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Graphs of trigonometric functions

Graphs of trigonometric functions
We have defined the sine function and the cosine function by a definition mode that used the unit circle. And we’ve derived several properties of these functions. But you know, I don’t really feel, myself, that I know a function until I have an idea of what its graph looks like. So what are the graphs of these trigonometric functions we’ve defined? We’re going to examine that now. Let’s start with the sine function. As you know, the sine function is the y-coordinate of the point on the unit circle corresponding to the angle theta measured out in the standard way. Now, as theta increases from 0 to pi over 2, then the sine will increase from 0 to 1.
Remember pi over 2 means 90 degrees, quarter circle. And as theta, it continues to increase from pi over 2 to pi, 90 degrees to 180. Then the sine of theta will decrease from 1 to 0, the y-coordinate. And as theta increases from pi to 2 pi– so it comes back where it started– then the sine of theta goes down to minus 1, and then rises up again to 0. When you put all this and get the graph of the function, what you’ve shown is that the sine of theta has a graph whose shape is like this. It’s a sinusoidal, literally. And we’ve graphed it from 0 to 2pi.
So here’s our graph from 0 to 2 pi. What about the rest? What about other values of theta that are not between 0 and 2 pi? Well, here the key is to recall periodicity. The sine of x plus any multiple of 2 pi, positive or negative, will be the same as the sine of x. Because you always come back to the same point on the unit circle. So therefore, to get the rest of the graph, all you have to do is take this piece, which is of length 2 pi, and continue the same graph to the right. And then continue it to the left. And the graph will look the same everywhere, as this piece just repeated.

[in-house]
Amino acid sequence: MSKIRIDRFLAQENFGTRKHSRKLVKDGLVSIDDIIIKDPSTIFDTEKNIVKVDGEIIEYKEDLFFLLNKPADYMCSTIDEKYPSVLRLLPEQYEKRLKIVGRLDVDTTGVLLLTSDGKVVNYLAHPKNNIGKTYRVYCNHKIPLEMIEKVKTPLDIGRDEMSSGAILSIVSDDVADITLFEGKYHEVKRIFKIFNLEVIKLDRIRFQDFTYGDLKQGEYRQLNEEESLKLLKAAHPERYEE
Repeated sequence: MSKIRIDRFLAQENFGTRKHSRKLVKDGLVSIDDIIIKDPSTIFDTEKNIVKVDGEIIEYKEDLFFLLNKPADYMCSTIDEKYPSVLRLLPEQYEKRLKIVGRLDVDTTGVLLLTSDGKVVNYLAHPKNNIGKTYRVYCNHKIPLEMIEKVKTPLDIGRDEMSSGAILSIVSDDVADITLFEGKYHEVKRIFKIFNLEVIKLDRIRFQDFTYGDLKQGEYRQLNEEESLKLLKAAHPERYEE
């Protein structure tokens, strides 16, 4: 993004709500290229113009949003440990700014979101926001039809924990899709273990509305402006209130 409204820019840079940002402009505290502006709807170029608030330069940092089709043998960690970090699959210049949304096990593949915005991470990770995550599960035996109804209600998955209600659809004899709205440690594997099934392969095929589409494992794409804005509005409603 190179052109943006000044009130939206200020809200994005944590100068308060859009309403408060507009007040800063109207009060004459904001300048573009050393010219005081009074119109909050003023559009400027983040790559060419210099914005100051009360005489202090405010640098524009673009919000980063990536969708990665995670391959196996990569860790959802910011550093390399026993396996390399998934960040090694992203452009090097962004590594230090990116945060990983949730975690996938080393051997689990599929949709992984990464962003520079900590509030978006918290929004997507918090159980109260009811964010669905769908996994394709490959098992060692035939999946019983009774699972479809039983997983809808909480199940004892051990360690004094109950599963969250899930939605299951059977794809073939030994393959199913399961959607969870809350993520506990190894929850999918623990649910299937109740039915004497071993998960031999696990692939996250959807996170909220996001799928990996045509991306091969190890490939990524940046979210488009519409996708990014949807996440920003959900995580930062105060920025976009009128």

Now this is helpful in constructing the graph of certain functions, which you need to do from time to time, as in this example. We want to sketch the graph of the function 2 sine 2 x. We know the graph of the function sine. There it is. What is the graph of f going to look like? Well, it’s going to look like this for the reason that follows. The 2 in front of the sine means that, instead of alternating between minus 1 and plus 1, as the sine does, the extremes are going to be minus 2 and plus 2. So it’s going to be a bigger function with a higher amplitude, as we will say.
And the fact that the x is multiplied by 2 means that you’re going to have a double oscillation. It’s going to jump around faster. It’s going to oscillate faster. That’s the graph of the function 2 sine 2x. And we should have expected it to look like that– well, with a little experience, of course. Now here’s a fact about cosine and sine. If you start with the cosine of x, it’s equal the sine of pi over 2 minus x, because that’s a complementarity formula. Now that’s minus the sine of x minus pi over 2, because sine is an odd function. And then if you add pi, you get the sine of x plus pi over 2 by the antipodality formula.